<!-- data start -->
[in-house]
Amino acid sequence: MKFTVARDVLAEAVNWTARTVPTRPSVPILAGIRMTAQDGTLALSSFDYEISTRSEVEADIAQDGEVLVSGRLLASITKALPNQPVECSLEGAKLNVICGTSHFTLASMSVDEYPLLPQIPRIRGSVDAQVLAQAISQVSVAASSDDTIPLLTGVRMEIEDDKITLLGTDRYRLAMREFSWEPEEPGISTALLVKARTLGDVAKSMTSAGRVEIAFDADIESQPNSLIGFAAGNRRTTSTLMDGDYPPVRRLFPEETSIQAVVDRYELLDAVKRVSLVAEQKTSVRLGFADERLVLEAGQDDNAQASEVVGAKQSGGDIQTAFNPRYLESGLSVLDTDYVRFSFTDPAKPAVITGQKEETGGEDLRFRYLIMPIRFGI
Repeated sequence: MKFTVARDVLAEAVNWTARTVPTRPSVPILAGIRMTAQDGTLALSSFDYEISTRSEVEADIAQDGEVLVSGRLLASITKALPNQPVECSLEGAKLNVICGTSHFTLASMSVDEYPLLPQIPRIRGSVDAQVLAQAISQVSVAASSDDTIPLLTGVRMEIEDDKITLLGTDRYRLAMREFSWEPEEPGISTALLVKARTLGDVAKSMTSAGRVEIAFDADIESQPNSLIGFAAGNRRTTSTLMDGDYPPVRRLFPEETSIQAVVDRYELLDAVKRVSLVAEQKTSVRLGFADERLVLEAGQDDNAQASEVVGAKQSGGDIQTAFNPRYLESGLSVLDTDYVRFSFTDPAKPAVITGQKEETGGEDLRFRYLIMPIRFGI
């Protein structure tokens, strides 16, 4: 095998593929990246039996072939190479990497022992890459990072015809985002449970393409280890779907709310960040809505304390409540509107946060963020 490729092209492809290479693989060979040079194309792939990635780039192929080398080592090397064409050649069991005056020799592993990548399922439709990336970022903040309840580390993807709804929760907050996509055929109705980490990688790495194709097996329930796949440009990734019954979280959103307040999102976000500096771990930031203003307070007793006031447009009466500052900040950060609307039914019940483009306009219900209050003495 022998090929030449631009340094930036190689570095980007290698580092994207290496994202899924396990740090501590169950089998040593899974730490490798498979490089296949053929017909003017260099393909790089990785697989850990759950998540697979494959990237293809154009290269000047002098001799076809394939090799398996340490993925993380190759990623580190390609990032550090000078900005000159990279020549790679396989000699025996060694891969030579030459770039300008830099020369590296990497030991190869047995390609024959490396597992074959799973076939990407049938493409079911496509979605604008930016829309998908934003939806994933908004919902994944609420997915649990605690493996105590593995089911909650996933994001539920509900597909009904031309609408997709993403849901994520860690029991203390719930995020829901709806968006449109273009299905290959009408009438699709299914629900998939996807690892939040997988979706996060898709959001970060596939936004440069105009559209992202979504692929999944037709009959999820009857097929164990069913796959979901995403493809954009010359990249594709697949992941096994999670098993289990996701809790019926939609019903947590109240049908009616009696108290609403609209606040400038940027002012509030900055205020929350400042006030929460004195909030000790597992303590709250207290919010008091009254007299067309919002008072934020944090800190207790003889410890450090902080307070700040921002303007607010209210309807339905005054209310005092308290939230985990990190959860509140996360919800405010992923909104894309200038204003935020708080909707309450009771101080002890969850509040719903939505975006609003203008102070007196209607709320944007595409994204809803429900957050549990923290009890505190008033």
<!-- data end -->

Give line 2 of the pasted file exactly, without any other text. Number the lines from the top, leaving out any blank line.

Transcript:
Amino acid sequence: MKFTVARDVLAEAVNWTARTVPTRPSVPILAGIRMTAQDGTLALSSFDYEISTRSEVEADIAQDGEVLVSGRLLASITKALPNQPVECSLEGAKLNVICGTSHFTLASMSVDEYPLLPQIPRIRGSVDAQVLAQAISQVSVAASSDDTIPLLTGVRMEIEDDKITLLGTDRYRLAMREFSWEPEEPGISTALLVKARTLGDVAKSMTSAGRVEIAFDADIESQPNSLIGFAAGNRRTTSTLMDGDYPPVRRLFPEETSIQAVVDRYELLDAVKRVSLVAEQKTSVRLGFADERLVLEAGQDDNAQASEVVGAKQSGGDIQTAFNPRYLESGLSVLDTDYVRFSFTDPAKPAVITGQKEETGGEDLRFRYLIMPIRFGI